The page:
“A huge percentage of the stuff that I tend to be automatically certain of is, it turns out, totally wrong and deluded. Here’s one example of the utter wrongness of something I tend to be automatically sure of: Everything in my own immediate experience supports my deep belief that I am the absolute center of the universe, the realest, most vivid and important person in existence. We rarely talk about this sort of natural, basic self- centeredness, because it’s so socially repulsive, but it’s pretty much the same for all of us, deep down. It is our default-setting, hard-wired into our boards at birth. Think about it: There is no experience you’ve had that you were not at the absolute center of. The world as you experience it is right there in front of you, or behind you, to the left or right of you, on your TV, or your monitor, or whatever. Other people’s thoughts and feelings have to be communicated to you somehow, but your own are so immediate, urgent, real — you get the idea.”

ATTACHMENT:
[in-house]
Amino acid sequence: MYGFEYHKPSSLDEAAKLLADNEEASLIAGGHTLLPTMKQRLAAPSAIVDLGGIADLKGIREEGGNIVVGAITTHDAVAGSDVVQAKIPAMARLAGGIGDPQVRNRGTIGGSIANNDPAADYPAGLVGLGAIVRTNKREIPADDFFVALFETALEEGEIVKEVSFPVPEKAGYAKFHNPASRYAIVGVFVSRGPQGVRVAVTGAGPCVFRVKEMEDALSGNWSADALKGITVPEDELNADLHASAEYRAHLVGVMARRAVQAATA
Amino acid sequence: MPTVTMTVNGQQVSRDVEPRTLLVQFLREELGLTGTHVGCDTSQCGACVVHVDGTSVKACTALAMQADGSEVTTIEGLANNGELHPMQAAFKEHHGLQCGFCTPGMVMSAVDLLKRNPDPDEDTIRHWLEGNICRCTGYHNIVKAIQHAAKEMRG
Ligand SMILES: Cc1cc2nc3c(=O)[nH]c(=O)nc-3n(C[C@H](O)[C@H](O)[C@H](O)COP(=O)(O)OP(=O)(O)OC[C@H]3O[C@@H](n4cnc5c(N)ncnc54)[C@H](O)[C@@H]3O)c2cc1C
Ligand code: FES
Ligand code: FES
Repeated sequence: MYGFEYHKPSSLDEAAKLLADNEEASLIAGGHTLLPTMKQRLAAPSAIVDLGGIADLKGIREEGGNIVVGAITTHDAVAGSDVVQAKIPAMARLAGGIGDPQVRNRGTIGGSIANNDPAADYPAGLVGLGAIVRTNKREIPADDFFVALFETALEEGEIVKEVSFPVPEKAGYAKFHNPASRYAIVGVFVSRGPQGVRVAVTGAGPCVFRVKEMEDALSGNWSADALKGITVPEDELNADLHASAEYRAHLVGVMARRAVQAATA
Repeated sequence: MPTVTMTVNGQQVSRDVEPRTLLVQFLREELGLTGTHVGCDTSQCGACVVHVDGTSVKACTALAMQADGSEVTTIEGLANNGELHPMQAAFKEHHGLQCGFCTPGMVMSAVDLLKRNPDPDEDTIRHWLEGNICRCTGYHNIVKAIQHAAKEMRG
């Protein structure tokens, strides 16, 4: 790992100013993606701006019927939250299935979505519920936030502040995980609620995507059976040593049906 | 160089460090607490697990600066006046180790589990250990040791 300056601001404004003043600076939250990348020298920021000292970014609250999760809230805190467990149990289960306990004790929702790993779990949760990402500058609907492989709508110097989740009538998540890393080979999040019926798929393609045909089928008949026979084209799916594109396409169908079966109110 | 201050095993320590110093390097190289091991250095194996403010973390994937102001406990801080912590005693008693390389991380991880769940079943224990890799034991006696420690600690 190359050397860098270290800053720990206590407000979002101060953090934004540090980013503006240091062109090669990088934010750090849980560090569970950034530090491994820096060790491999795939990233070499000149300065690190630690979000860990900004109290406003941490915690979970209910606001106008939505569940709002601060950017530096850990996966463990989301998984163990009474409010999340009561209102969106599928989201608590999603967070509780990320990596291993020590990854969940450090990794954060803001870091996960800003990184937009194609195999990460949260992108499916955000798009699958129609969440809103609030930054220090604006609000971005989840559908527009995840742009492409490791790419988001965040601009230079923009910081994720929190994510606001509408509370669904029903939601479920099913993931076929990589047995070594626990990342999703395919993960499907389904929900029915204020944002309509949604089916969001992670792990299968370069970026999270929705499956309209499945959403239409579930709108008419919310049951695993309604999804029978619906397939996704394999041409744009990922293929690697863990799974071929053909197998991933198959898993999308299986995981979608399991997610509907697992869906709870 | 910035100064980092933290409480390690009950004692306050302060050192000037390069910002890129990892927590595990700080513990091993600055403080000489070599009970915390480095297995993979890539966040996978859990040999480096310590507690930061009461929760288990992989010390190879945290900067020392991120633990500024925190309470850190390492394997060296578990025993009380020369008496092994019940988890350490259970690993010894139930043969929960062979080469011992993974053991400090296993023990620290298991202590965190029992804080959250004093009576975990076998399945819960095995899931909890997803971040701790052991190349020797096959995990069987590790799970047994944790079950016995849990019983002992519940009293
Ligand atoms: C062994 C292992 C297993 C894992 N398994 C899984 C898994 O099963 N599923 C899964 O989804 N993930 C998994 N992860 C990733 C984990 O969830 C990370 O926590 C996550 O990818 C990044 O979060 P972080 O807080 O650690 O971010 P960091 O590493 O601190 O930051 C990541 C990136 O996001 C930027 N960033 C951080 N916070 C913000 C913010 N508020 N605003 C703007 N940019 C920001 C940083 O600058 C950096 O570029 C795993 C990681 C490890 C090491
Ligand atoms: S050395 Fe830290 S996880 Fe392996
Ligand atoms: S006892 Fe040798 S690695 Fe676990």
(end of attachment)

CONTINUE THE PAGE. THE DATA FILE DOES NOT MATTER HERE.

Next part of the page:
– David Foster Wallace, excerpt from The Is Water
Occasionally, I’ll read a claim here or there that we learn empathy from reading fiction. While I love reading fiction and I think that most people will agree that there is something of understanding gained through reading about and relating to diverse personalities, I also think we can easily deceive ourselves about how well this serves us. More often than not, it can delude us about our practical capacity for compassion.
If I don’t know how to relate to my downstairs neighbors, is this thing I call empathy valuable? Is assuming I can fully understand someone else’s life experiences respectful of them? Is understanding and comprehension really the goal?
David Foster Wallace goes on to claim that learning to consider others and serve them mentally is the point of higher education, what he describes as being well-adjusted. I have a difficult time knowing what to think here, because I find myself wanting to agree with him and also feeling that empathy, or perceived comprehension of another’s circumstance, is perhaps not the best resource for learning to care for them. Perhaps intellectual assent is useful, but is it the most genuine and natural route to caring?